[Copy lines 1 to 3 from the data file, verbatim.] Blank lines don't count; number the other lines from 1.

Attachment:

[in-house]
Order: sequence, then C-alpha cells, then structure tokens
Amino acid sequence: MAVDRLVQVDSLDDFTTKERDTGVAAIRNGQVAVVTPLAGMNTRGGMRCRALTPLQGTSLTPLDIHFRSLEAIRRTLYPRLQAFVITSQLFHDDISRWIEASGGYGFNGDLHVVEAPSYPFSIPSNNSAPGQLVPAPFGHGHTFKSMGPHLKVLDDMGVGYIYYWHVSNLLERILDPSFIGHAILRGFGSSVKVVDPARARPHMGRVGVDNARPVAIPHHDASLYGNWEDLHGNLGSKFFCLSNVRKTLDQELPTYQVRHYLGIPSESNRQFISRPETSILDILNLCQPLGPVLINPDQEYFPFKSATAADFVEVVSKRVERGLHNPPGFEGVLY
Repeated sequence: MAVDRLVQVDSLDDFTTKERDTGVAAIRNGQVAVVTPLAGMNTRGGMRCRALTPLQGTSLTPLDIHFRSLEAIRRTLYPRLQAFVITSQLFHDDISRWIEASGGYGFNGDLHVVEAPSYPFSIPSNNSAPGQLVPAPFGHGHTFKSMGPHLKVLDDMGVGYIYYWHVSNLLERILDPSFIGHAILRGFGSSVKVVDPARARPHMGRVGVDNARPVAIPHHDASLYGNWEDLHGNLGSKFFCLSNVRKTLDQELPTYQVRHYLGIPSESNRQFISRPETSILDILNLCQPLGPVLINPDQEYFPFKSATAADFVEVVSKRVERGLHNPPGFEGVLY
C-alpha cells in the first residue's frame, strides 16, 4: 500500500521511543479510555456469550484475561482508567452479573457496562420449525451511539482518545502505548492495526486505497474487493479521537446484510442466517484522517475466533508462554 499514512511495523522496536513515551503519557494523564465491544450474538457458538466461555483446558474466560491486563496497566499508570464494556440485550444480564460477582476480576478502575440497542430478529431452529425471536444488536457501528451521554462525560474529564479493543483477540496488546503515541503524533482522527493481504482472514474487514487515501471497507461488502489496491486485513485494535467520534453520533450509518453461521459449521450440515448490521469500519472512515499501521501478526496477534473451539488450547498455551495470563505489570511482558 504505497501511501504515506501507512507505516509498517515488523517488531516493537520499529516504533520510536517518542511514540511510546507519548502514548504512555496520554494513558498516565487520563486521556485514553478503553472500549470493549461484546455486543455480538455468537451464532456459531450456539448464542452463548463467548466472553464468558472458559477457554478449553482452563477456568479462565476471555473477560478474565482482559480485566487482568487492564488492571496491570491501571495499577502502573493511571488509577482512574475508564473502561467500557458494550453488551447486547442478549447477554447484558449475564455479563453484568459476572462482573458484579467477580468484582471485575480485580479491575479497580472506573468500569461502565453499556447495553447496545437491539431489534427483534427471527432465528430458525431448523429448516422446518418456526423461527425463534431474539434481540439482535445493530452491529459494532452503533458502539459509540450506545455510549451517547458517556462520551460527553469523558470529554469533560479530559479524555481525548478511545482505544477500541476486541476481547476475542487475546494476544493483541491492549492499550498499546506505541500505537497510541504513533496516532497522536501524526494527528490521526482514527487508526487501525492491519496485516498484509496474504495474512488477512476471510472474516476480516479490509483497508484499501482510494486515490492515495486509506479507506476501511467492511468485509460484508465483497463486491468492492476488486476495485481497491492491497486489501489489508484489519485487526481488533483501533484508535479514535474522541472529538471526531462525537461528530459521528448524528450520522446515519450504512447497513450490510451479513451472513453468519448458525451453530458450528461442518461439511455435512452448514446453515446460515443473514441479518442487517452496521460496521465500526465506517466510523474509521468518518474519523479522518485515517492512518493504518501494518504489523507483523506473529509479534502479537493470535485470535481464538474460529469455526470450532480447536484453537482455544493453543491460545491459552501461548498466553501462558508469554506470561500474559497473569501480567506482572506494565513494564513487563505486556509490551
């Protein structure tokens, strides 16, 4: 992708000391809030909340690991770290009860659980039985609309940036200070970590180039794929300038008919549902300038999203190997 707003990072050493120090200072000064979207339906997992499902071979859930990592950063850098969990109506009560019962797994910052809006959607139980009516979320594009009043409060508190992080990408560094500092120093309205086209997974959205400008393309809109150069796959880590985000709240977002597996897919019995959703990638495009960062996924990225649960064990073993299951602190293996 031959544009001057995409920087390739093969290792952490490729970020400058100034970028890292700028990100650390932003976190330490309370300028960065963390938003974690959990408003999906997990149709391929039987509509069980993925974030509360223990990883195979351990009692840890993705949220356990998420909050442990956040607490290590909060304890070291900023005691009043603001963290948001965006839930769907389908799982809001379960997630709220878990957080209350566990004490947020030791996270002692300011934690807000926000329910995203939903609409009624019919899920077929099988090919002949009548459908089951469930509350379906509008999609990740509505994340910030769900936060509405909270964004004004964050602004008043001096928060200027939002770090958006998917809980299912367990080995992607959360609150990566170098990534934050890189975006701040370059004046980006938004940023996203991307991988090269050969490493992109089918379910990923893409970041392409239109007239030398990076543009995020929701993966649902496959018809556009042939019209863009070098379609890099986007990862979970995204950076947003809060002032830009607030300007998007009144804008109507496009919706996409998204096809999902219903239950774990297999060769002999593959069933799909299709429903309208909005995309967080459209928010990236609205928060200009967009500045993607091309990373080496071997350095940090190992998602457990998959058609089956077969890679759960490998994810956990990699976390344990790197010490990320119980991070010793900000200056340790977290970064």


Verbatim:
[in-house]
Order: sequence, then C-alpha cells, then structure tokens
Amino acid sequence: MAVDRLVQVDSLDDFTTKERDTGVAAIRNGQVAVVTPLAGMNTRGGMRCRALTPLQGTSLTPLDIHFRSLEAIRRTLYPRLQAFVITSQLFHDDISRWIEASGGYGFNGDLHVVEAPSYPFSIPSNNSAPGQLVPAPFGHGHTFKSMGPHLKVLDDMGVGYIYYWHVSNLLERILDPSFIGHAILRGFGSSVKVVDPARARPHMGRVGVDNARPVAIPHHDASLYGNWEDLHGNLGSKFFCLSNVRKTLDQELPTYQVRHYLGIPSESNRQFISRPETSILDILNLCQPLGPVLINPDQEYFPFKSATAADFVEVVSKRVERGLHNPPGFEGVLY